… it explains why death reigned even before there was a full consciousness of man's sinfulness brought about by the written law.
The statement “all sinned” includes those who lived on earth during the period from Adam to Moses before the giving of the written law.
Without definite commandments man is still a sinner because of his rebellion against God's will, God’s way, and God’s Word …
… and that sin is made clear by man’s general manner of life.
Early man, … or those who lived before the law, …
… knew the difference between right and wrong (1) by the declaration of their Creator in nature, (2) in their own nature and (3) by the inner law of reason and conscience.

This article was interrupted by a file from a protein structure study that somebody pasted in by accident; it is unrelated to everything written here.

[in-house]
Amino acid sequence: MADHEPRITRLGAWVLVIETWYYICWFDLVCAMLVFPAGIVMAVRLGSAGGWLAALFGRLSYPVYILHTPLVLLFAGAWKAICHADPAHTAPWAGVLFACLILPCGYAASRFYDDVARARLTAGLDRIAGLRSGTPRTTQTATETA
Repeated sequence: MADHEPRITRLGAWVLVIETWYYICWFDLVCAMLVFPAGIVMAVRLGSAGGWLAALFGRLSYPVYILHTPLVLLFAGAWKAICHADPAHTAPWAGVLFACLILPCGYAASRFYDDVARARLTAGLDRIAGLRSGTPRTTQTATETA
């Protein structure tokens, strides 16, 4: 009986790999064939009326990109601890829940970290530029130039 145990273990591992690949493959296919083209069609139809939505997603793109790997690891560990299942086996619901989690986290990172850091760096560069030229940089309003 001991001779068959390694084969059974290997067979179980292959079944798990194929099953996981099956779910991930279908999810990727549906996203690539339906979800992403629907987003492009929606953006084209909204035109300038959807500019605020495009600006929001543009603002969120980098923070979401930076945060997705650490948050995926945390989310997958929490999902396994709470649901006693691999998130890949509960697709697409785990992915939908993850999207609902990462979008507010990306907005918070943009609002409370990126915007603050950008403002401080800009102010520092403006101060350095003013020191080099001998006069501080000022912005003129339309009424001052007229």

We talked about the inner law and the outer law back in the first chapter of Romans.
We observed that while the law of Moses may not have yet been given, man did not do right in the light of the powerful witnesses of creation and conscience.
Some find that there is an age of accountability taught here.
Now, I certainly believe there is enough grace with God that He does not hold the very young who die before they understand right and wrong accountable for sin.
Perhaps it is only when one can comprehend right and wrong that they become accountable before God for their sin.
Yet how many of us have seen our very youngest hide their faces, knowing they have done something wrong?
We cannot delay teaching our children the way of the Lord.
Paul has already proven that the law does not bring salvation and he uses verse 14 to resolve verse 13.
In verse 14 he states that it is not simply breaking the law that brings death, but it is because we are sinners that we die.